Thursday, 10 May 2012

Movie Review: Faust

Director: F. W. Murnau, 1926
IMDb listing, b&w silent film 

Pros: good use of light and shadow, atmospheric, decent acting

Cons: second half is much less interesting than the first half, ending felt like a cop out

The devil makes a bet with God that he can corrupt the God fearing Faust.  If he wins, he gets the Earth.

This film is VERY atmospheric.  The director made amazing use of light and shadow to add an air of menace.  There's also a lot of fog, smoke and dust, creating a dark feel to the film.

This is the first silent film I've seen where I haven't known the story (beyond the basics) going in.  As such, I found the majority of the plot fascinating.  I'd always pictured Faust as a younger man, who wants to have everything and so willingly makes a deal with the devil (much like the husband in Rosemary's Baby).  So seeing an old Faust, frustrated with God for not ending the plague that's decimating his city, was a bit of a shock.  Especially when he calls on Mephisto at the crossroads, holding up a book of magic, looking exactly like Moses holding the Ten Commandments.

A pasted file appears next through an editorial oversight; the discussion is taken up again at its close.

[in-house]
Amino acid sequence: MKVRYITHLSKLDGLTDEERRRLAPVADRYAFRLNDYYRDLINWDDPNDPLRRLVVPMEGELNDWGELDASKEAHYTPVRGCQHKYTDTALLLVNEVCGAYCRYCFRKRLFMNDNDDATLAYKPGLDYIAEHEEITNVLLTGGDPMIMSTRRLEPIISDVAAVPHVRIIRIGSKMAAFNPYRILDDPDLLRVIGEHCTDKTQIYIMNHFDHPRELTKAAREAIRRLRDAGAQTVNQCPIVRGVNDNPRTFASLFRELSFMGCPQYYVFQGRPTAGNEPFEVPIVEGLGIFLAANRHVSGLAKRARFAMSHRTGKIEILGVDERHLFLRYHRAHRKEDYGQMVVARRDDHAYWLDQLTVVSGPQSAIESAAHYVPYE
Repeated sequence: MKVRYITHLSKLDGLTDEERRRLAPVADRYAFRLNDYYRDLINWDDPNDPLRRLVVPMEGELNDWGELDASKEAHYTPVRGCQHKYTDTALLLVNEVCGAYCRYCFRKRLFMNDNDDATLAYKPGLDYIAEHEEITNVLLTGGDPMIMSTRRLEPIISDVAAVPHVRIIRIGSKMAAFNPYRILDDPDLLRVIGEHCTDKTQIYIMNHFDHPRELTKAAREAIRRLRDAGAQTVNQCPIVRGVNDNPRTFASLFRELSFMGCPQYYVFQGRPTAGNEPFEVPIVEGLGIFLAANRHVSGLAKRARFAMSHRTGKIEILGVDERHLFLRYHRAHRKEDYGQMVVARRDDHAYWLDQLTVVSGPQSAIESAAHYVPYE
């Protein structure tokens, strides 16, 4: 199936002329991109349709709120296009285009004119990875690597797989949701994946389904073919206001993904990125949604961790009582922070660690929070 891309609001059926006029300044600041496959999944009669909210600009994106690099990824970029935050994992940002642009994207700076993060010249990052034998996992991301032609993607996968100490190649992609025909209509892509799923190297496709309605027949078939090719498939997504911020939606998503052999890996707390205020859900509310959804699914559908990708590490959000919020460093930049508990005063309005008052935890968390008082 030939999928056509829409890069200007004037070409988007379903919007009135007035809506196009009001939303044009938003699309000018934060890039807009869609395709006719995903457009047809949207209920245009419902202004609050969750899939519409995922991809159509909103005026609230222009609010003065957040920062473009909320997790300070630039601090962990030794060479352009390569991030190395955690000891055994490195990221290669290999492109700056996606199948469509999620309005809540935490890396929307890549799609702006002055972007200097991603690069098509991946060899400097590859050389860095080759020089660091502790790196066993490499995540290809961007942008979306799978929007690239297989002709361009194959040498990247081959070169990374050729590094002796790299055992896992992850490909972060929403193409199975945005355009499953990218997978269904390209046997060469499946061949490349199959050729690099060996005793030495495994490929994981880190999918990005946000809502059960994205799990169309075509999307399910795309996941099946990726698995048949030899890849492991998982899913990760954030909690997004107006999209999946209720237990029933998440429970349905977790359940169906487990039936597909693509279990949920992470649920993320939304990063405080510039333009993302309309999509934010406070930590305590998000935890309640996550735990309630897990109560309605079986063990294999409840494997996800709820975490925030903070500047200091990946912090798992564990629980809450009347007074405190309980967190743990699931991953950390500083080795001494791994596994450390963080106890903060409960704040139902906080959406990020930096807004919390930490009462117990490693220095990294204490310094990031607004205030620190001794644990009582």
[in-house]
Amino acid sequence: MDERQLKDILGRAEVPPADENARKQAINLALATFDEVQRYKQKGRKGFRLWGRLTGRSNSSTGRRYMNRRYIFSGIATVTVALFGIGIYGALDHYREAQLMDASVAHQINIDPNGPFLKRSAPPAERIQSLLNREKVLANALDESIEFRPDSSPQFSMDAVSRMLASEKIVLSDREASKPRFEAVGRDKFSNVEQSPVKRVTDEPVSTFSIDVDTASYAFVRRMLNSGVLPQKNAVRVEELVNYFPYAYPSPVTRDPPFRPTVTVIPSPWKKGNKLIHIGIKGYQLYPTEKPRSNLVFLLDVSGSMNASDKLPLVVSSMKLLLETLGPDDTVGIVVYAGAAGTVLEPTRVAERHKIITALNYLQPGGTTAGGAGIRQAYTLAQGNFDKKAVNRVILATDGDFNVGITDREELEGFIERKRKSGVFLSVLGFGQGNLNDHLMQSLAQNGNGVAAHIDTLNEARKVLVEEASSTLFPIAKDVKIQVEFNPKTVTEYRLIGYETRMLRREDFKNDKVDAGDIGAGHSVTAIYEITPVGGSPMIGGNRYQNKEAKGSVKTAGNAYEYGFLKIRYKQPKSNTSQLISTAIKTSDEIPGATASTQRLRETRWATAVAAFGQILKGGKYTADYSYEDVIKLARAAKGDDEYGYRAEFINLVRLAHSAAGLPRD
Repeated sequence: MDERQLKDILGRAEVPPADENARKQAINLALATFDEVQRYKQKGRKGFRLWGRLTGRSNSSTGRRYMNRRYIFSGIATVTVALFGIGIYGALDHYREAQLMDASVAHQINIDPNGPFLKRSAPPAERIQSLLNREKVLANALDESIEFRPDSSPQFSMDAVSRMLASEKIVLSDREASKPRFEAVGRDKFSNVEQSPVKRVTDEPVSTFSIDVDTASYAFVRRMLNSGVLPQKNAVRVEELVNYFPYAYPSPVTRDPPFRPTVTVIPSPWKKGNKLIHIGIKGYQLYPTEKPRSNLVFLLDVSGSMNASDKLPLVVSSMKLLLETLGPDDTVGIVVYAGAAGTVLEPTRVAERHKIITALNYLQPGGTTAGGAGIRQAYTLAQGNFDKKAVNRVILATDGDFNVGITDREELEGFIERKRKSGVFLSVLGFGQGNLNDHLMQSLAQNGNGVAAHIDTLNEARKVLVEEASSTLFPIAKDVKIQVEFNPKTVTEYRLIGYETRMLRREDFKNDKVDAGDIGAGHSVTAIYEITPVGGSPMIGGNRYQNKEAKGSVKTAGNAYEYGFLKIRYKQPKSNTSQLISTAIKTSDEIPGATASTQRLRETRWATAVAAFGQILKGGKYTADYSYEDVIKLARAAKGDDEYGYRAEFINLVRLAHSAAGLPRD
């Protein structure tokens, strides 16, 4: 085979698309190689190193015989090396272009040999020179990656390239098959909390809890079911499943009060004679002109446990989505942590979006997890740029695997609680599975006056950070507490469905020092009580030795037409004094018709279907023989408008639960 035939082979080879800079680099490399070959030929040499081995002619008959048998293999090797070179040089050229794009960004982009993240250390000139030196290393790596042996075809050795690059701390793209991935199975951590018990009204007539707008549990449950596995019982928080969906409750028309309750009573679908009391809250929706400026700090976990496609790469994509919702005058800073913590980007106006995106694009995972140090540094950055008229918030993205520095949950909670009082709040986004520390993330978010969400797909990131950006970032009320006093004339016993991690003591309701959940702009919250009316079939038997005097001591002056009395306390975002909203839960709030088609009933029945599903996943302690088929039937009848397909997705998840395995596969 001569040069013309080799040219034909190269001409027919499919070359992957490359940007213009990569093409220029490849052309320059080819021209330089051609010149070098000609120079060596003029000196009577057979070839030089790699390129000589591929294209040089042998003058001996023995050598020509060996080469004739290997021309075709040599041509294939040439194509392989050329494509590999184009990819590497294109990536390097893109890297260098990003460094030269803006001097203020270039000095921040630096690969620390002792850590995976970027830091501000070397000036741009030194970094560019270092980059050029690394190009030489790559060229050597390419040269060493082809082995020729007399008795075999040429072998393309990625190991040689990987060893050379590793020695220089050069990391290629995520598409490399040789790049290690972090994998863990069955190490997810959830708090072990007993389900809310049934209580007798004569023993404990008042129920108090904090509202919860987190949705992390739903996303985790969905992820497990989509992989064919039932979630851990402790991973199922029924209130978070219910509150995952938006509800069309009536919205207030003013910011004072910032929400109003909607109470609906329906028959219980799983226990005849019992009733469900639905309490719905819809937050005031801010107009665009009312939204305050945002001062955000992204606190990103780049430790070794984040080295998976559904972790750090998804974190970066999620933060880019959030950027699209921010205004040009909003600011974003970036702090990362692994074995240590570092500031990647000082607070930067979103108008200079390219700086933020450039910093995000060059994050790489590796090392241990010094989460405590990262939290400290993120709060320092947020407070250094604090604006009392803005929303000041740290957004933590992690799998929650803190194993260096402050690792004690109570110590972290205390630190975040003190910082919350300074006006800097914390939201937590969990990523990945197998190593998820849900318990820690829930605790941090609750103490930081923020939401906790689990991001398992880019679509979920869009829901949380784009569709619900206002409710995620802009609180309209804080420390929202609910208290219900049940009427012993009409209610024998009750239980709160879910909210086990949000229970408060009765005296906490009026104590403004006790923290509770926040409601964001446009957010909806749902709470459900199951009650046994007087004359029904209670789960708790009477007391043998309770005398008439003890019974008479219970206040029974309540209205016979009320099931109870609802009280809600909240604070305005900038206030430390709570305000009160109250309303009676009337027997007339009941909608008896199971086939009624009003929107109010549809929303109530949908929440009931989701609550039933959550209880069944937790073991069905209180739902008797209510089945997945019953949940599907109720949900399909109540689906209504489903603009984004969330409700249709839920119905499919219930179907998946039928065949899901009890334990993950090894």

Mephisto also didn't fit my expectations, though part way through the film he changes looks - and does a great Dracula impression (tight cloak, widow's peak, sharply slanted eyebrows).  The idea that people can be led to hell by small decisions - by good intentions - is played up (invented?) here as Faust signs the contract with the concerns of others in mind.  His good intentions quickly fail.

A few of the effects, like the flying cloak, didn't hold up, but there's little 'magic' beyond vanishing people (which does hold up) so that's not a problem.  I did find that the movie dragged during the seduction of Gretchen.  It picked up again afterwards, being very tense while I wondered what her - and Fuast's - fate would be. 

The principle actors all do a great job, and Gretchen (Camilla Horn) is very beautiful, with her pale complexion and painted lips.  Mephisto (Emil Jannings) - in both his guises - is suitably creepy and evil, even while pretending to serve Faust faithfully.  Faust (Gosta Ekman) - both old and young - does a great job of showing sorrow and heartache.

I found the ending a bit anti-climactic.  I'd expected Fasut to think his way out of his contract which isn't what happens (I won't say more than that).

Despite it's faults, it's a really good film.

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